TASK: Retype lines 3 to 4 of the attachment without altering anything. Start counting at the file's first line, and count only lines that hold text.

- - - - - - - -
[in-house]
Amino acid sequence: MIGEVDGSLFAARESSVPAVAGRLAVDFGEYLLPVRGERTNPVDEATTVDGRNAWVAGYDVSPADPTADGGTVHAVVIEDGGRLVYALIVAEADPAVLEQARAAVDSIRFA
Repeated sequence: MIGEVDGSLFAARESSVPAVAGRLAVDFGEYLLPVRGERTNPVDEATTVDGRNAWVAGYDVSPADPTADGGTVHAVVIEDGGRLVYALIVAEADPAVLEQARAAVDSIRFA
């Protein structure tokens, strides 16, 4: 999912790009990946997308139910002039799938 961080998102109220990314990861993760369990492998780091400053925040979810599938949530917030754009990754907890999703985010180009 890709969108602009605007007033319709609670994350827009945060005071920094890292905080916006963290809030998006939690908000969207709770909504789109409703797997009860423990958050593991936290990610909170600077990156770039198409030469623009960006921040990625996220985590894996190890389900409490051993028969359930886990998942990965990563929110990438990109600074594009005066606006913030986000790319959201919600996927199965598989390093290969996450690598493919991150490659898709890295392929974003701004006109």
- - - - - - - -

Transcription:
Repeated sequence: MIGEVDGSLFAARESSVPAVAGRLAVDFGEYLLPVRGERTNPVDEATTVDGRNAWVAGYDVSPADPTADGGTVHAVVIEDGGRLVYALIVAEADPAVLEQARAAVDSIRFA
């Protein structure tokens, strides 16, 4: 999912790009990946997308139910002039799938 961080998102109220990314990861993760369990492998780091400053925040979810599938949530917030754009990754907890999703985010180009 890709969108602009605007007033319709609670994350827009945060005071920094890292905080916006963290809030998006939690908000969207709770909504789109409703797997009860423990958050593991936290990610909170600077990156770039198409030469623009960006921040990625996220985590894996190890389900409490051993028969359930886990998942990965990563929110990438990109600074594009005066606006913030986000790319959201919600996927199965598989390093290969996450690598493919991150490659898709890295392929974003701004006109």